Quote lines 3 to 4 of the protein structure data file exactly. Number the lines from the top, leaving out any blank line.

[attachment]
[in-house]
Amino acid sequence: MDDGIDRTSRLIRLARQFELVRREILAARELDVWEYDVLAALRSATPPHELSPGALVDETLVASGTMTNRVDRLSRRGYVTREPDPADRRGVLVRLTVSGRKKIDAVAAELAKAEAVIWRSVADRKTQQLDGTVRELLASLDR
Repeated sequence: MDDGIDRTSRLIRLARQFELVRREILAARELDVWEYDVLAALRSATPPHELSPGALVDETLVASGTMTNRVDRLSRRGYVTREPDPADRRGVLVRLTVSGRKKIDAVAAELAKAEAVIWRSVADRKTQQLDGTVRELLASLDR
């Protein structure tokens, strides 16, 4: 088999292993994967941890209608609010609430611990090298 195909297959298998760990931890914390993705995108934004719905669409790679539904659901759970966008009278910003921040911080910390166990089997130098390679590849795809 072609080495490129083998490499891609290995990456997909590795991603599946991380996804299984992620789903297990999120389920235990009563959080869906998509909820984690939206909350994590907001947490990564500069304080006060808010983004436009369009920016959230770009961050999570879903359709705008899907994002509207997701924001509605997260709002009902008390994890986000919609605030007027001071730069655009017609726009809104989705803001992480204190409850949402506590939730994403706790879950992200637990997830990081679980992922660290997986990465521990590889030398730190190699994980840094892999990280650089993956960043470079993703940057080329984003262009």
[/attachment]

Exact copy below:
Repeated sequence: MDDGIDRTSRLIRLARQFELVRREILAARELDVWEYDVLAALRSATPPHELSPGALVDETLVASGTMTNRVDRLSRRGYVTREPDPADRRGVLVRLTVSGRKKIDAVAAELAKAEAVIWRSVADRKTQQLDGTVRELLASLDR
């Protein structure tokens, strides 16, 4: 088999292993994967941890209608609010609430611990090298 195909297959298998760990931890914390993705995108934004719905669409790679539904659901759970966008009278910003921040911080910390166990089997130098390679590849795809 072609080495490129083998490499891609290995990456997909590795991603599946991380996804299984992620789903297990999120389920235990009563959080869906998509909820984690939206909350994590907001947490990564500069304080006060808010983004436009369009920016959230770009961050999570879903359709705008899907994002509207997701924001509605997260709002009902008390994890986000919609605030007027001071730069655009017609726009809104989705803001992480204190409850949402506590939730994403706790879950992200637990997830990081679980992922660290997986990465521990590889030398730190190699994980840094892999990280650089993956960043470079993703940057080329984003262009």